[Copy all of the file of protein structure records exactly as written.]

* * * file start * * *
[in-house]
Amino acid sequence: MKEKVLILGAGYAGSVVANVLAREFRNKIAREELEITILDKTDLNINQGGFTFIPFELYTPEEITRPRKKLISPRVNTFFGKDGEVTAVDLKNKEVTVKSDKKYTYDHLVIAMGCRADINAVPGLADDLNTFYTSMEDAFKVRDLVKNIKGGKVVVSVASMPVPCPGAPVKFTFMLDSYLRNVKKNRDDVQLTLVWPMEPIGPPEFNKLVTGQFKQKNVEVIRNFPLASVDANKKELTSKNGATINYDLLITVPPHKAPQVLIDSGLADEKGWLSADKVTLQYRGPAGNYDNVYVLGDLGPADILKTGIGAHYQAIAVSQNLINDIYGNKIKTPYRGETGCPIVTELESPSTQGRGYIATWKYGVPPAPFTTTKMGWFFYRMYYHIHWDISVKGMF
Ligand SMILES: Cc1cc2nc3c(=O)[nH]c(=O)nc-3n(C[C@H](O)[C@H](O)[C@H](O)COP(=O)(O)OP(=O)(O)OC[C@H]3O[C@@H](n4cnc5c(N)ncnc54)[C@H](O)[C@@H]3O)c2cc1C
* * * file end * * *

[in-house]
Amino acid sequence: MKEKVLILGAGYAGSVVANVLAREFRNKIAREELEITILDKTDLNINQGGFTFIPFELYTPEEITRPRKKLISPRVNTFFGKDGEVTAVDLKNKEVTVKSDKKYTYDHLVIAMGCRADINAVPGLADDLNTFYTSMEDAFKVRDLVKNIKGGKVVVSVASMPVPCPGAPVKFTFMLDSYLRNVKKNRDDVQLTLVWPMEPIGPPEFNKLVTGQFKQKNVEVIRNFPLASVDANKKELTSKNGATINYDLLITVPPHKAPQVLIDSGLADEKGWLSADKVTLQYRGPAGNYDNVYVLGDLGPADILKTGIGAHYQAIAVSQNLINDIYGNKIKTPYRGETGCPIVTELESPSTQGRGYIATWKYGVPPAPFTTTKMGWFFYRMYYHIHWDISVKGMF
Ligand SMILES: Cc1cc2nc3c(=O)[nH]c(=O)nc-3n(C[C@H](O)[C@H](O)[C@H](O)COP(=O)(O)OP(=O)(O)OC[C@H]3O[C@@H](n4cnc5c(N)ncnc54)[C@H](O)[C@@H]3O)c2cc1C